The Sealed Room is a short parser-based fantasy piece, using conversation and NPC interaction as the basis of several puzzles. As usual, the jump will be followed by non-spoilery comments; then if I have anything spoilery to say, there will be spoiler space.
The premise of The Sealed Room is that one day during a mundane walk, you encounter an old man on a park bench who, for reasons of his own, magically transports you to a room containing a dragon and a unicorn. You must talk to both parties, show them objects, and collect rewards in order to solve a series of basic puzzles and escape the room.
The puzzles themselves aren’t difficult, and the game is pretty heavy-handed about telling you what the answers are, to the point where at times playing the game feels indistinguishable from typing in a walkthrough of the game.
I had thought, when the story started, that the puzzle was just going to be a sort of contrivance whereby I would be forced to intercede between these characters, or explain them to one another, or come to understand why they must be eternally at odds, or something. That is not the case.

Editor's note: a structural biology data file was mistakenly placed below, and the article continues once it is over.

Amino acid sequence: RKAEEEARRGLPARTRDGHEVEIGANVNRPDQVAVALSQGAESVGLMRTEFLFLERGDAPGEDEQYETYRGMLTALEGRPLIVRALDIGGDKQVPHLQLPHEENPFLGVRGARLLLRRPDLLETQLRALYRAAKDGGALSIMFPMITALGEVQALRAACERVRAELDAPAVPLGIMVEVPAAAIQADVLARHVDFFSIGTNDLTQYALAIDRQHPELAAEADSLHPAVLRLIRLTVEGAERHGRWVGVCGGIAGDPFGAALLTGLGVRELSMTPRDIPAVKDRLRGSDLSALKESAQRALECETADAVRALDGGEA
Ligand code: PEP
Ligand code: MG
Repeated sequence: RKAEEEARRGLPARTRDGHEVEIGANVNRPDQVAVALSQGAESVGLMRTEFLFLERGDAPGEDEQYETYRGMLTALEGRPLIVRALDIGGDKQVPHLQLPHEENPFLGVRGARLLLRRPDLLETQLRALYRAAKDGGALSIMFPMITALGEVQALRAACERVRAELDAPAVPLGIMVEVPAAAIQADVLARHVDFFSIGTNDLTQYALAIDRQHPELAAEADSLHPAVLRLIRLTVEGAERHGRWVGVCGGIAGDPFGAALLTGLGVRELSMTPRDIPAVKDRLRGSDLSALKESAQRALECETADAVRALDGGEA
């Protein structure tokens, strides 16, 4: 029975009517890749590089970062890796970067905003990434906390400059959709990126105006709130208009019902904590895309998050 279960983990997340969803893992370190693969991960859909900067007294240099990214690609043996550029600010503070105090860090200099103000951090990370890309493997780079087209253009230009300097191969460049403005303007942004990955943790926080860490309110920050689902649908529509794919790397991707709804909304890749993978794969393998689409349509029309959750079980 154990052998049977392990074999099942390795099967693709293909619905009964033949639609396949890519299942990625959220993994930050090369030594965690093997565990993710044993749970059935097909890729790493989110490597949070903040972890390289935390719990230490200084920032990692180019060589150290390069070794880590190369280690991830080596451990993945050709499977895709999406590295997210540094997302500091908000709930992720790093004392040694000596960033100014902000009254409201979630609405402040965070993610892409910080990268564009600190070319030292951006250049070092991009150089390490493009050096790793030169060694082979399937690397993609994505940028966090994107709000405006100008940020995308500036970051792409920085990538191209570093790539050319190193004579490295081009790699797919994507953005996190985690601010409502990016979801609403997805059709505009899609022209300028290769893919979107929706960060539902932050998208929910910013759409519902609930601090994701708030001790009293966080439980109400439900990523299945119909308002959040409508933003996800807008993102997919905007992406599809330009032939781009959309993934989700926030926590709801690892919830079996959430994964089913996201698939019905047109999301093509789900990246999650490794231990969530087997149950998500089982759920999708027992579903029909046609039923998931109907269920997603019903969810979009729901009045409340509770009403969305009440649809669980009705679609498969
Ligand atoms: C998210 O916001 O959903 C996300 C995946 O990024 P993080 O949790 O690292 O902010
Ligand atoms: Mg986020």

The conversation modeling is basic but usable: there’s an ASK/TELL system, but each of the major characters will list suggested topics of conversation if you seem to be floundering, which helpfully avoids guess-the-noun problems. On the other hand, the dialogue tends towards the mechanical, both characters will repeat things they have already said, and many of their remarks are of a kind that shuts conversation down rather than pushing it forward. There are some rudimentary hints of personality for each of them, but it remains fairly un-fleshed-out; and the conversation never reports the actual text of what the protagonist says, so “you” remain an entirely hazy personality.
The author gives the most care to the physical descriptions of the objects in the sealed room, the dragon and unicorn and their possessions; and also to the opening paragraph with the neighborhood walk. I couldn’t help thinking that I would have considerably preferred a game in which I sat on the park bench and had a chat with the old man.
In fact, when the game ends, you’re told you can return to the park bench. At the time I thought, “okay, cool, now I get to go back to the park bench and confront the old man about why it is that he’s doing crazy wizard stuff with putting people and magical creatures into sealed rooms.” But I don’t; instead I just get a sort of cliffhangery bit about how now the old man has the power to summon me to play an NPC role in other people’s sealed room adventures.
I guess that’s a mildly amusing twist ending, but it’s not enough on its own to sustain the rest of the piece, in light of the fact that you spend almost the entire game typing in things that one or the other NPC has told you to type.